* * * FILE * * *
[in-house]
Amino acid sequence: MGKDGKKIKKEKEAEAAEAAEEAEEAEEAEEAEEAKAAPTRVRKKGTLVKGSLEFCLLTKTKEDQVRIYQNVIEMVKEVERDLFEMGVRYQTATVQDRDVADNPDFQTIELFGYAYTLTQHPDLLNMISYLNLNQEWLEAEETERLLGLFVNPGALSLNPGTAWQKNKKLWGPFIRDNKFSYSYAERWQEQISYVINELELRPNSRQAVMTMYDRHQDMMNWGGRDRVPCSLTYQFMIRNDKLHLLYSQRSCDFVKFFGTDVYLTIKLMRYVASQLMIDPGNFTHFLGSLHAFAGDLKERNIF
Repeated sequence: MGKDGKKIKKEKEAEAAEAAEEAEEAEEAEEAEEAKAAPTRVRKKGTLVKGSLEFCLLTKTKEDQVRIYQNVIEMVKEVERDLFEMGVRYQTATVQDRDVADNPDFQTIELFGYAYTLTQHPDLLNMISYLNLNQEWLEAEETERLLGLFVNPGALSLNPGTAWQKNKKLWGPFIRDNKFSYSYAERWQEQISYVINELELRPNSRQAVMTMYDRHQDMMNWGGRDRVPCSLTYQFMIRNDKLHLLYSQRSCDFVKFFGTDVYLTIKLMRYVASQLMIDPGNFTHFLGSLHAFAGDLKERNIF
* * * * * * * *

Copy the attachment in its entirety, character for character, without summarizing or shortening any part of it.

[in-house]
Amino acid sequence: MGKDGKKIKKEKEAEAAEAAEEAEEAEEAEEAEEAKAAPTRVRKKGTLVKGSLEFCLLTKTKEDQVRIYQNVIEMVKEVERDLFEMGVRYQTATVQDRDVADNPDFQTIELFGYAYTLTQHPDLLNMISYLNLNQEWLEAEETERLLGLFVNPGALSLNPGTAWQKNKKLWGPFIRDNKFSYSYAERWQEQISYVINELELRPNSRQAVMTMYDRHQDMMNWGGRDRVPCSLTYQFMIRNDKLHLLYSQRSCDFVKFFGTDVYLTIKLMRYVASQLMIDPGNFTHFLGSLHAFAGDLKERNIF
Repeated sequence: MGKDGKKIKKEKEAEAAEAAEEAEEAEEAEEAEEAKAAPTRVRKKGTLVKGSLEFCLLTKTKEDQVRIYQNVIEMVKEVERDLFEMGVRYQTATVQDRDVADNPDFQTIELFGYAYTLTQHPDLLNMISYLNLNQEWLEAEETERLLGLFVNPGALSLNPGTAWQKNKKLWGPFIRDNKFSYSYAERWQEQISYVINELELRPNSRQAVMTMYDRHQDMMNWGGRDRVPCSLTYQFMIRNDKLHLLYSQRSCDFVKFFGTDVYLTIKLMRYVASQLMIDPGNFTHFLGSLHAFAGDLKERNIF